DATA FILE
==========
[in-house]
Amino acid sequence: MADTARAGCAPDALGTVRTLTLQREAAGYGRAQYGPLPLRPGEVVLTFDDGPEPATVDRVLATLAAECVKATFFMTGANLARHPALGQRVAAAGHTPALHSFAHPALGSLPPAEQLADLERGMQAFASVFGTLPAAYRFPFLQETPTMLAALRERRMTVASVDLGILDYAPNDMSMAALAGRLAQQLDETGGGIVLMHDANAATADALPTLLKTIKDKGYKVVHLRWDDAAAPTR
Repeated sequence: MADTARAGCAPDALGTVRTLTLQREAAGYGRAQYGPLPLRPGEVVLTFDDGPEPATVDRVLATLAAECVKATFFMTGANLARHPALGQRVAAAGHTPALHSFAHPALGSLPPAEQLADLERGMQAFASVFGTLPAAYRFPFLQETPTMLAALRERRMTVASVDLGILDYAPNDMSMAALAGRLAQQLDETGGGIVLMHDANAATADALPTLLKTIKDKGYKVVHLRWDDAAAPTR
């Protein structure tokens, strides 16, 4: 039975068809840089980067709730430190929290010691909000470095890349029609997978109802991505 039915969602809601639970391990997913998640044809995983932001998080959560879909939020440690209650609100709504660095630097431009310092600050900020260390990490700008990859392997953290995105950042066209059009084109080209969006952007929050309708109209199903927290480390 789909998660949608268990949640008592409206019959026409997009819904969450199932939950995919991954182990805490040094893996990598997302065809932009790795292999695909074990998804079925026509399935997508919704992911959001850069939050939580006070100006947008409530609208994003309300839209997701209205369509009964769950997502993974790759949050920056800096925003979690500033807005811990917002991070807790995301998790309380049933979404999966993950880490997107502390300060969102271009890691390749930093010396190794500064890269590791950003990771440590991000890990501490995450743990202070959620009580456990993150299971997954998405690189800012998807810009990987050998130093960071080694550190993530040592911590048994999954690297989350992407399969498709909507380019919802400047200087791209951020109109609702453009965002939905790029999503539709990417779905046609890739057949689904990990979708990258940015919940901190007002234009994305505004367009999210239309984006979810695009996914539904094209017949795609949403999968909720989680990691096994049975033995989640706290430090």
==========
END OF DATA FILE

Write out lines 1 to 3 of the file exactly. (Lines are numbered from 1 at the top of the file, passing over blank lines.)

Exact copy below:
[in-house]
Amino acid sequence: MADTARAGCAPDALGTVRTLTLQREAAGYGRAQYGPLPLRPGEVVLTFDDGPEPATVDRVLATLAAECVKATFFMTGANLARHPALGQRVAAAGHTPALHSFAHPALGSLPPAEQLADLERGMQAFASVFGTLPAAYRFPFLQETPTMLAALRERRMTVASVDLGILDYAPNDMSMAALAGRLAQQLDETGGGIVLMHDANAATADALPTLLKTIKDKGYKVVHLRWDDAAAPTR
Repeated sequence: MADTARAGCAPDALGTVRTLTLQREAAGYGRAQYGPLPLRPGEVVLTFDDGPEPATVDRVLATLAAECVKATFFMTGANLARHPALGQRVAAAGHTPALHSFAHPALGSLPPAEQLADLERGMQAFASVFGTLPAAYRFPFLQETPTMLAALRERRMTVASVDLGILDYAPNDMSMAALAGRLAQQLDETGGGIVLMHDANAATADALPTLLKTIKDKGYKVVHLRWDDAAAPTR